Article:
NOTE: CentOS Enterprise Linux is built from the Red Hat Enterprise Linux source code. Other than logo and name changes CentOS Enterprise Linux is compatible with the equivalent Red Hat version. This document applies equally to both Red Hat and CentOS Enterprise Linux.
NAME="GENERATOR" CONTENT="Modular DocBook HTML
Stylesheet Version 1.7">
The latest release of Samba offers many new features including
new password database backends not previously available. Samba
version 3.0.0 fully supports all databases used in previous
versions of Samba. However, although supported, many backends may
not be suitable for production use.
- Plain Text
Plain text backends are nothing more than the /etc/passwd type backends. With a plain text
backend, all usernames and passwords are sent unencrypted between
the client and the Samba server. This method is very insecure and
is not recommended for use by any means. It is possible that
different Windows clients connecting to the Samba server with plain
text passwords cannot support such an authentication method.
A popular backend used in previous Samba packages, the
smbpasswd backend utilizes a plain ASCII
text layout that includes the MS Windows LanMan and NT account, and
encrypted password information. The smbpasswd backend lacks the storage of the Windows
NT/2000/2003 SAM extended controls. The smbpasswd backend is not recommended because it does
not scale well or hold any Windows information, such as RIDs for
NT-based groups. The tdbsam backend solves
these issues for use in a smaller database (250 users), but is
still not an enterprise-class solution.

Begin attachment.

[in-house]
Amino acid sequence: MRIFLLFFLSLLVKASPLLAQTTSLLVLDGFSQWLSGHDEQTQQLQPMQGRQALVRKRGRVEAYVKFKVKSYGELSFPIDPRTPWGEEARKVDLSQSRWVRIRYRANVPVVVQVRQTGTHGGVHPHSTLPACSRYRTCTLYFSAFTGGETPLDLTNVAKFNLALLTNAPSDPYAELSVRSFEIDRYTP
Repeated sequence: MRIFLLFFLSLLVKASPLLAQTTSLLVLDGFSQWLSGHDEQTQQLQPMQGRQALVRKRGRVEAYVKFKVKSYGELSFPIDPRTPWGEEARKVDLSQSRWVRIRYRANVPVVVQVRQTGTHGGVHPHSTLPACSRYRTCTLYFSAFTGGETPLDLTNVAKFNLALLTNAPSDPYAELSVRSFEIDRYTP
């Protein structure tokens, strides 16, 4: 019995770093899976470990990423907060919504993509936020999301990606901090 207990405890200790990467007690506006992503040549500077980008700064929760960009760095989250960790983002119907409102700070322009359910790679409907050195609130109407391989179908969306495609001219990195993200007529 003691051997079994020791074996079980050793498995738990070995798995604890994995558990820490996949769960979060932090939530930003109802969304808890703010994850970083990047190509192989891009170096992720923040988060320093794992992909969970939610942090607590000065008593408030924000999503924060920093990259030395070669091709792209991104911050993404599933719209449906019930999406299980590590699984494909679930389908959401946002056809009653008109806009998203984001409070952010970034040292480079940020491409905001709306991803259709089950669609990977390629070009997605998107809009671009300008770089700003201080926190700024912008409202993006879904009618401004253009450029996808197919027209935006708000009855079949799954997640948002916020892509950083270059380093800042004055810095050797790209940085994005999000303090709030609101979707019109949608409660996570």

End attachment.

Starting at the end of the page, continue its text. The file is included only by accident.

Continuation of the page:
This type of backend may be deprecated for future releases and
replaced by the tdbsam backend, which does
include the SAM extended controls.
The ldapsam_compat backend allows
continued OpenLDAP support for use with upgraded versions of Samba.
This option is ideal for migration, but is not required. This tool
will eventually be deprecated.
The tdbsam backend provides an ideal
database backend for local servers, servers that do not need
built-in database replication, and servers that do not require the
scalability or complexity of LDAP. The tdbsam backend includes all of the smbpasswd database information as well as the
previously-excluded SAM information. The inclusion of the extended
SAM data allows Samba to implement the same account and system
access controls as seen with Windows NT/2000/2003-based
The tdbsam backend is recommended for
250 users at most. Larger organizations should require Active
Directory or LDAP integration due to scalability and possible
network infrastructure concerns.
The ldapsam backend provides an optimal
distributed account installation method for Samba. LDAP is optimal
because of its ability to replicate its database to any number of
servers using the OpenLDAP slurpd daemon.
LDAP databases are light-weight and scalable, perfect for most
organizations, especially large enterprises. LDAP is definitely the
"wave of the future" with regards to Samba. Improvements to LDAP
are constantly being added into Samba such as easing installation
and configuration issues.
The mysqlsam backend uses a MySQL-based
database backend. This is useful for sites that already implement
The xmlsam backend uses account and
password data that are stored in an XML formatted file. This method
can be useful for migration of different backend databases or